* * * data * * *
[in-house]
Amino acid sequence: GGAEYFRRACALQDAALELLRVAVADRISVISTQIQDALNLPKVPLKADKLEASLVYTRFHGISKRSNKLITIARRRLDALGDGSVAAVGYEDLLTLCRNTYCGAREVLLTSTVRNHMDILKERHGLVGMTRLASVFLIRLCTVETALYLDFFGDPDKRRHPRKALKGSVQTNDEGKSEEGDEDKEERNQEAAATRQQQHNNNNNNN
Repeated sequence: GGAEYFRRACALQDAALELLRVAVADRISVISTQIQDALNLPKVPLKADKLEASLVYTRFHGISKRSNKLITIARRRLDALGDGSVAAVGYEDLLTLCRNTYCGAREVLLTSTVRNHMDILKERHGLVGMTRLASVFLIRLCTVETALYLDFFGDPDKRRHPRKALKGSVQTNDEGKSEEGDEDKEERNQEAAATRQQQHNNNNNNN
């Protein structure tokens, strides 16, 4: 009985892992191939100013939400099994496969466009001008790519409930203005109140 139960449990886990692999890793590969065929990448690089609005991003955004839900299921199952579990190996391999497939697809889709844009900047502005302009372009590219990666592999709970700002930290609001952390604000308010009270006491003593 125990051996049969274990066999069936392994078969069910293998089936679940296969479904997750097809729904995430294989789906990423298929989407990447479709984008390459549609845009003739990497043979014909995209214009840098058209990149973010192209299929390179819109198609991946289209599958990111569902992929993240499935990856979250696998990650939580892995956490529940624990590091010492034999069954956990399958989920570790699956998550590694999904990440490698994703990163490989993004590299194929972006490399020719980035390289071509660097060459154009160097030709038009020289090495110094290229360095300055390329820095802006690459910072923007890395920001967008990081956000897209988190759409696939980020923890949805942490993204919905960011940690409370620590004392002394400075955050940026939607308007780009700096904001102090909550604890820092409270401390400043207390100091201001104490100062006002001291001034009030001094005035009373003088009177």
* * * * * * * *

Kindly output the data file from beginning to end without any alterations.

[in-house]
Amino acid sequence: GGAEYFRRACALQDAALELLRVAVADRISVISTQIQDALNLPKVPLKADKLEASLVYTRFHGISKRSNKLITIARRRLDALGDGSVAAVGYEDLLTLCRNTYCGAREVLLTSTVRNHMDILKERHGLVGMTRLASVFLIRLCTVETALYLDFFGDPDKRRHPRKALKGSVQTNDEGKSEEGDEDKEERNQEAAATRQQQHNNNNNNN
Repeated sequence: GGAEYFRRACALQDAALELLRVAVADRISVISTQIQDALNLPKVPLKADKLEASLVYTRFHGISKRSNKLITIARRRLDALGDGSVAAVGYEDLLTLCRNTYCGAREVLLTSTVRNHMDILKERHGLVGMTRLASVFLIRLCTVETALYLDFFGDPDKRRHPRKALKGSVQTNDEGKSEEGDEDKEERNQEAAATRQQQHNNNNNNN
């Protein structure tokens, strides 16, 4: 009985892992191939100013939400099994496969466009001008790519409930203005109140 139960449990886990692999890793590969065929990448690089609005991003955004839900299921199952579990190996391999497939697809889709844009900047502005302009372009590219990666592999709970700002930290609001952390604000308010009270006491003593 125990051996049969274990066999069936392994078969069910293998089936679940296969479904997750097809729904995430294989789906990423298929989407990447479709984008390459549609845009003739990497043979014909995209214009840098058209990149973010192209299929390179819109198609991946289209599958990111569902992929993240499935990856979250696998990650939580892995956490529940624990590091010492034999069954956990399958989920570790699956998550590694999904990440490698994703990163490989993004590299194929972006490399020719980035390289071509660097060459154009160097030709038009020289090495110094290229360095300055390329820095802006690459910072923007890395920001967008990081956000897209988190759409696939980020923890949805942490993204919905960011940690409370620590004392002394400075955050940026939607308007780009700096904001102090909550604890820092409270401390400043207390100091201001104490100062006002001291001034009030001094005035009373003088009177």